Home Dumb and Dumber To: Meh, nothing to see here

Dumb and Dumber To: Meh, nothing to see here


dumb-and-dumber-toTo say that I was looking forward to Dumb and Dumber To would be to understate things greatly. I ended up rearranging my schedule for the week to make sure that I got to see the movie the first weekend.

I absolutely loved the first incarnation of the story of Harry and Lloyd, dimwits who went on a cross-country trek to return a briefcase full of money and end up intervening in a plot by a group of bad guys.

Yes, the plot was lacking, big time, but the gags were solid, the writing was smart, and you left the theater with plenty of takeaway lines that live to this day (“Just when I didn’t think you couldn’t possibly be any dumber, you go and do something like this … and totally redeem yourself.”)

So I went to the early Thursday show at the local theater expecting to see the same pair of dimwits go on a cross-country trek, end up inadvertently intervening in a plot by a bunch of bad guys, be entertained by a few solid gags, and leave with a takeaway line or two.

I actually thought about leaving about halfway through.

The jokes, such as they were, fell flat. The opening scene, involving a gag in which Lloyd (Jim Carrey) comes out of a 20-year catatonic state to inform his best buddy Harry (Jeff Daniels) that it was all a prank, was given away in the trailer, and is pretty much the highlight of the movie.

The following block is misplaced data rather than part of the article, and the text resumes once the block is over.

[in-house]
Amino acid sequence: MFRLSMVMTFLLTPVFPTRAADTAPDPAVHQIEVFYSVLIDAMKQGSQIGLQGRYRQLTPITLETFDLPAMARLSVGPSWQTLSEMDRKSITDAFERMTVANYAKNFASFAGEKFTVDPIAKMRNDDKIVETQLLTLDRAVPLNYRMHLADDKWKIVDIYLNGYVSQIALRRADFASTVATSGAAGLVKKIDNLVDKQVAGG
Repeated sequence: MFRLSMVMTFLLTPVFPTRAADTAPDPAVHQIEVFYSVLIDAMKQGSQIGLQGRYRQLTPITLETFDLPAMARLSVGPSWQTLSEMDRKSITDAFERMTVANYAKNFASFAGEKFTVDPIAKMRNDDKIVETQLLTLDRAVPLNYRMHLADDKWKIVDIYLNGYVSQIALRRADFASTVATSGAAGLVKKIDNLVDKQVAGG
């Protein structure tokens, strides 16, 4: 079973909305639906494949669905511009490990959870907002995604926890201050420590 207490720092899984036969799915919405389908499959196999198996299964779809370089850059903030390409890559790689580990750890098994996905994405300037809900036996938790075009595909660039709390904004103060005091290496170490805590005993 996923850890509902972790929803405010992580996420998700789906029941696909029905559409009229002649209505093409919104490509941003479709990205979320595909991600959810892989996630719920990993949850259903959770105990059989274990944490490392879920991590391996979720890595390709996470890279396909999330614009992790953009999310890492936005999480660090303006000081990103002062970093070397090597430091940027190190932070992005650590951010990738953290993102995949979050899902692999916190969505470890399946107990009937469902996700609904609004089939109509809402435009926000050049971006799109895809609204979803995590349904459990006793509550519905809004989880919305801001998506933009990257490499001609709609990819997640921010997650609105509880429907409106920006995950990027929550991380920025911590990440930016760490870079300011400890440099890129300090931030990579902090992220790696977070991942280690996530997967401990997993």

Yes, that’s about it, as far as the good stuff, and you saw it for free in the TV commercials.

It was almost as if the Farrelly Brothers weren’t trying. This one felt like outtakes from the first movie, which was released in 1994, the stuff left on the cutting-room floor for a reason, because it wasn’t meant to see the light of day.

I wanted to laugh, desperately, if only because I’d dragged my wife to the theater with me, and she really, really didn’t want to be there for Dumb and Dumber To, and I wanted her to appreciate the art of writing dumb comedy, and how smart one has to be to write really good, really dumb comedy.

When the best scene after the open that we got for free in the TV commercials is the second in a long series of fart gags in the back seat of a Hearse, yeah, no, that’s not the art of writing at work.

I really can’t imagine anyone who was a fan of the first Dumb and Dumber getting any enjoyment out of the sequel, if only because we’re all 20 years older now, and aged out of snickers and giggles over bodily functions about …. 20 years ago, give or take.

Wait for this one to come out on NetFlix, then don’t watch it then, either.

Sorry. I really, really wanted to like this, but I can’t in good conscience say that I did.

The popcorn, though, was good and buttery. So there was something redeeming about my night at the movies.

– Column by Chris Graham



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